The azaleas are blooming.
So many traditions are suspended, but it’s a sunny spring day and the azaleas are blooming.
Today should be the Azalea Festival Garden Party with big hats, seersucker suits and plenty of spirits. Instead we’re confronting new concepts like Zoom cocktail parties and #socialdistancing.
Still, this being springtime in Wilmington, every effort will be made to throw a party.
The Azalea Festival team is gamely throwing a Virtual Garden Party on Facebook, encouraging revelers to dress up, share photos and presumably imbibe the spring spirit. They do, though, instruct home partiers to “keep those photos social media appropriate.” (Does such a standard exist?)
Of course, it’s not the same.
Today, Dockside is quiet. Limos and Ubers aren’t snaking around Airlie Road. A caravan carrying the queen, her court and other dignitaries isn’t interrupting intersections.
Saturday’s parade is off. Concerts are postponed. Azalea Festival’s eclectic mix of historic home tours, a coin show and boxing tournament aren’t happening this weekend.
This is the Azalea Festival’s first cancellation since it started in 1948, and the loss of its annual traditions is particularly striking amid so much uncertainty.
Schools are closed. Many of us “non-essentials” are home. While grocery store parking lots are packed, we’re forbidden to step foot into a restaurant.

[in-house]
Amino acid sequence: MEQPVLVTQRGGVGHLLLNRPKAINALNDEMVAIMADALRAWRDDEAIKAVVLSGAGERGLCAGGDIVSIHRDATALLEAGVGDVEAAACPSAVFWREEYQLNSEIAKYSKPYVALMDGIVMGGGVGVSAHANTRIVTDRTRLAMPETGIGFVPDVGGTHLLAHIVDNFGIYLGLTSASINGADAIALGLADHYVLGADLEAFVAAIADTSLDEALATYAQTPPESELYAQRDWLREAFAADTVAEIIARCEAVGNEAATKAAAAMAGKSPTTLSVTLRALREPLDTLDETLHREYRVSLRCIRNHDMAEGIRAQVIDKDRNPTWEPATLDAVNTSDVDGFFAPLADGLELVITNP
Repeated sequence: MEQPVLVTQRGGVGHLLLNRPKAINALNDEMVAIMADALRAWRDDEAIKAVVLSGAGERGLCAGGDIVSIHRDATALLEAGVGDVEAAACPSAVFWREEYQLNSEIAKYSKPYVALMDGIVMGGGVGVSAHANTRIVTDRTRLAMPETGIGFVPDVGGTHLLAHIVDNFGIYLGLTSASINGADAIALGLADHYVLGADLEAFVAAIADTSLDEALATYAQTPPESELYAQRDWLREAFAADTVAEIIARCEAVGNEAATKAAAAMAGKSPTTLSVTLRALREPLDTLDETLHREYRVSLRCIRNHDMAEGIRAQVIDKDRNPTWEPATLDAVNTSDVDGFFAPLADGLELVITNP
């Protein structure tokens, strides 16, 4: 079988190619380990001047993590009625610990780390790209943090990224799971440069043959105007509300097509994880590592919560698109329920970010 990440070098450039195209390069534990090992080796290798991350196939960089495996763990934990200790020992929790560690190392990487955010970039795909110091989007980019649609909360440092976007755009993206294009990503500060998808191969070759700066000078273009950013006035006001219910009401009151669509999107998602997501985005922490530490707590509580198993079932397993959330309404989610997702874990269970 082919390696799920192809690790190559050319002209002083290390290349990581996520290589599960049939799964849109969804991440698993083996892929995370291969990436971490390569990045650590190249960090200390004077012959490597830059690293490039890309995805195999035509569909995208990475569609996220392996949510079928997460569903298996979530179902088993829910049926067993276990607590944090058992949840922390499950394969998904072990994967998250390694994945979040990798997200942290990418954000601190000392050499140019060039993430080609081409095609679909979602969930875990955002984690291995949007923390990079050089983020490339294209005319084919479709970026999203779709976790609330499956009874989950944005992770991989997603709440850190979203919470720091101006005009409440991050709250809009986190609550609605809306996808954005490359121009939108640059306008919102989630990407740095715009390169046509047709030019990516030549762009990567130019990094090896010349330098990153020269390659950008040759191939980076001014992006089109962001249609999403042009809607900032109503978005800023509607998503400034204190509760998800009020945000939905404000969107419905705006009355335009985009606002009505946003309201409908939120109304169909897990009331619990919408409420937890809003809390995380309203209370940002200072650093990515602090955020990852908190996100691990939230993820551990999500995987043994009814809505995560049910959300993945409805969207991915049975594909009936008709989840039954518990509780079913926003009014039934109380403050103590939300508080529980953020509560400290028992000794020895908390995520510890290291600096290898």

Normally this afternoon, Wilmington Mayor Bill Saffo would have been at the Garden Party. Instead he was looking out his City Hall office window where the grandstand for tomorrow’s Azalea Festival Parade should have been standing.
Saffo said the city’s financial team is modeling how they’ll react if Wilmington’s tax revenues drop between 30 to 70%.
“We know we’re going to lose a tremendous amount of revenue,” he said.
This is not how the beginning of spring should be in Wilmington, particularly without the Garden Party.
“It’s supposed to be a joyous time,” Saffo said. “I look forward to it like everybody else looks forward to it.”
Of course, what’s happening is so much bigger than less parties in our little corner of the world. Hospitals are filling up in New York City. An astounding 10 million Americans filed for unemployment in the past two weeks, and millions more are close behind in the virtual unemployment line.
We’ve had numerous shocks to the system the past two decades from 9/11 to the Great Recession to Hurricane Florence to COVID-19.
And this will be a huge one in terms of lives lost and ripple effects from the economic shutdown. This will change many people’s lives, perspectives and careers.
Some traditions will be lost and new ones will start, although let’s all hope Zoom cocktail parties end soon.
So much is different this year, but the azaleas are blooming.
Rob Kaiser is the publisher of Greater Wilmington Business Journal. He can be reached at [email protected]lmingtonbiz.com.